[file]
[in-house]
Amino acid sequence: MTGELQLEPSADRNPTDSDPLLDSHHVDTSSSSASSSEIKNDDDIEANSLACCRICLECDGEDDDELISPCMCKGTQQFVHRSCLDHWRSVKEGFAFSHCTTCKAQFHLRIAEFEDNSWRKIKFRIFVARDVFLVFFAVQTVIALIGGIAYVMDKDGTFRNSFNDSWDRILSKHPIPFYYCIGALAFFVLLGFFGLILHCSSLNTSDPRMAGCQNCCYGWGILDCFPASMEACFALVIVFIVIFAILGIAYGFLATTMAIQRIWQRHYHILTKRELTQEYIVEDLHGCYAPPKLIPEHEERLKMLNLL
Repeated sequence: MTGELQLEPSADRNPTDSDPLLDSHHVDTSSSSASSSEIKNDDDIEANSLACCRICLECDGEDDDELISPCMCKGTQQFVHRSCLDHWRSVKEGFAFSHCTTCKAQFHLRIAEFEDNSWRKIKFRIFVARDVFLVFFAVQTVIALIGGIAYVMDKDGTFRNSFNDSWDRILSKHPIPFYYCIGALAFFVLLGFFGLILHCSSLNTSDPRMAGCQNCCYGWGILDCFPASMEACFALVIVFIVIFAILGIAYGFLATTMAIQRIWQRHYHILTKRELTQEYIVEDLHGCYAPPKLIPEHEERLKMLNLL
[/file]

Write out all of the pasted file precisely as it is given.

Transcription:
[in-house]
Amino acid sequence: MTGELQLEPSADRNPTDSDPLLDSHHVDTSSSSASSSEIKNDDDIEANSLACCRICLECDGEDDDELISPCMCKGTQQFVHRSCLDHWRSVKEGFAFSHCTTCKAQFHLRIAEFEDNSWRKIKFRIFVARDVFLVFFAVQTVIALIGGIAYVMDKDGTFRNSFNDSWDRILSKHPIPFYYCIGALAFFVLLGFFGLILHCSSLNTSDPRMAGCQNCCYGWGILDCFPASMEACFALVIVFIVIFAILGIAYGFLATTMAIQRIWQRHYHILTKRELTQEYIVEDLHGCYAPPKLIPEHEERLKMLNLL
Repeated sequence: MTGELQLEPSADRNPTDSDPLLDSHHVDTSSSSASSSEIKNDDDIEANSLACCRICLECDGEDDDELISPCMCKGTQQFVHRSCLDHWRSVKEGFAFSHCTTCKAQFHLRIAEFEDNSWRKIKFRIFVARDVFLVFFAVQTVIALIGGIAYVMDKDGTFRNSFNDSWDRILSKHPIPFYYCIGALAFFVLLGFFGLILHCSSLNTSDPRMAGCQNCCYGWGILDCFPASMEACFALVIVFIVIFAILGIAYGFLATTMAIQRIWQRHYHILTKRELTQEYIVEDLHGCYAPPKLIPEHEERLKMLNLL